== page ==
Frisch’s drama and his fiction are closely related thematically. In most of his plays, the quest for identity is the central theme. In his work, Frisch is critical of the roles that people adopt for themselves or have imposed on them by others because role-playing prevents people from growing and realizing their potential as human beings. This concern of Frisch’s is particularly evident in the plays Andorra (pr., pb. 1961; English translation, 1963) and Don Juan: Oder, Die Liebe zur Geometrie (pr., pb. 1953; Don Juan: Or, The Love of Geometry, 1967). As in his fiction, Frisch shows in his theater pieces how difficult it is to escape from such roles: However hard hisprotagonists try, they fail in their attempts to escape because the social restrictions they face are so overwhelming.

Frisch believed that dramatists have a responsibility to address social and political questions; although he was skeptical that the theater can bring about social change, he asserted that it can at least make people more aware. Although most of his plays focus on personal questions, some directly address such social problems as anti-Semitism and prejudice (Andorra) and the moral weakness of the middle class (Biedermann und die Brandstifter, pr., pb. 1958; The Firebugs, 1959; also known as The Fire Raisers, 1962). In both his plays and his novels, Frisch sharply criticizes modern society for its hypocrisy, its smugness, and its superficiality—but most of all for the limits it places on the individual.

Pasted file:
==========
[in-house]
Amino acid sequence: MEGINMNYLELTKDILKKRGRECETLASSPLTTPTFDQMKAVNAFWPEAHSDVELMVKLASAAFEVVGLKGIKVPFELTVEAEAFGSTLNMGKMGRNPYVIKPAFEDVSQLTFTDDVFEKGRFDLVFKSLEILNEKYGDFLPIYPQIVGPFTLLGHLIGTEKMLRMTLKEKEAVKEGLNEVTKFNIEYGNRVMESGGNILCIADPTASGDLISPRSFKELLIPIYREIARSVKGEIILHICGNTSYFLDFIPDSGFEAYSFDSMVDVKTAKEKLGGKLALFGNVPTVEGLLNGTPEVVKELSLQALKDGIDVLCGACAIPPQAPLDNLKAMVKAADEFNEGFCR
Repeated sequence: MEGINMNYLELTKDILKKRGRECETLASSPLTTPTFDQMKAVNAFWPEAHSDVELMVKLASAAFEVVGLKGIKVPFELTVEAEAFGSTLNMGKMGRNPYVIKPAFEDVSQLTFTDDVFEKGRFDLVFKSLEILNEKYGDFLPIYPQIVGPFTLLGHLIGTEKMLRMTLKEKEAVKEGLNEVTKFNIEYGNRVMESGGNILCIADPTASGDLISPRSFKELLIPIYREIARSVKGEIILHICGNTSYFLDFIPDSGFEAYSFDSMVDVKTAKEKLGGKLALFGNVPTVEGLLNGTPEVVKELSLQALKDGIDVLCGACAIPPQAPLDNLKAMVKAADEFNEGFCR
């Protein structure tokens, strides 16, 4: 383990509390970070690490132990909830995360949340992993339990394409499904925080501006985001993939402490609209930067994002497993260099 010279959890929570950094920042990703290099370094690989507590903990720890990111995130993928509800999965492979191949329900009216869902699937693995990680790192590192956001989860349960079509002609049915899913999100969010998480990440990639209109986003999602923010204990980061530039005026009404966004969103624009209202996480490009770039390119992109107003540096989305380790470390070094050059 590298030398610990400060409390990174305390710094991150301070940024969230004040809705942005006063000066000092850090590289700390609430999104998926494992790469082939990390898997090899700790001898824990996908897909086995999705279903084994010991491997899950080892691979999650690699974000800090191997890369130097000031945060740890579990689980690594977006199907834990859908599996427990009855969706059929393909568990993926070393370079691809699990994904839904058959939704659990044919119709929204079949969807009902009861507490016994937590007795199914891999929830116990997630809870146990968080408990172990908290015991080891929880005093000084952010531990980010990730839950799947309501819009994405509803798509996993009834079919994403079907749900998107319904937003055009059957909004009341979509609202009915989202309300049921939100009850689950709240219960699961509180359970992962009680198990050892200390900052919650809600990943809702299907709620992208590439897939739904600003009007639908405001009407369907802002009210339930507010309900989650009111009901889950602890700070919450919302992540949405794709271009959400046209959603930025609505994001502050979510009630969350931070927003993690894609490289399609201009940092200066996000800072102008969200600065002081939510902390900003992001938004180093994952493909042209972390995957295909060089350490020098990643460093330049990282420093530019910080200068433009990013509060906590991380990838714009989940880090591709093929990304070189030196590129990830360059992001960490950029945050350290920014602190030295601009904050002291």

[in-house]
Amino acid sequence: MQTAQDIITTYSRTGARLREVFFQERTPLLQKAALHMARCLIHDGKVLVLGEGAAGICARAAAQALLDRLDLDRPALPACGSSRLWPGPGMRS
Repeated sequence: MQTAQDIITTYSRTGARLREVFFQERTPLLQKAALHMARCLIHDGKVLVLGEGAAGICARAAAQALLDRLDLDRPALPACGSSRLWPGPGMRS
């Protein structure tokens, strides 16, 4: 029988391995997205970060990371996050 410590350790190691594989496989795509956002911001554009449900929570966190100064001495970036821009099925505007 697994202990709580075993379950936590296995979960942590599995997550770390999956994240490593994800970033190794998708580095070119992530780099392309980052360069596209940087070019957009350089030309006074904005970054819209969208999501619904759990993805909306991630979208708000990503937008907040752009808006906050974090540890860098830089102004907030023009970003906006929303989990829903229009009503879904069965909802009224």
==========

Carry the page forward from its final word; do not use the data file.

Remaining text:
Max Frisch Achievements

(Survey of Novels and Novellas)

Max Frisch’s international reputation was established in 1954 with the publication of I’m Not Stiller, which is still considered his most important work. In 1951, Frisch received a Rockefeller grant to study in the United States. He was awarded numerous honors for his works. These include the Georg Büchner Prize and the Zurich Prize in 1958, the Jerusalem Prize and the Schiller Prize in 1965, the Peace Prize of the German Book Trade in 1976, and the Neustadt International Prize for Literature in 1986. In 1989, he was the recipient of the Heinrich Heine Prize, which is an award presented to persons whose works advance social and political progress and promote mutual understanding among peoples.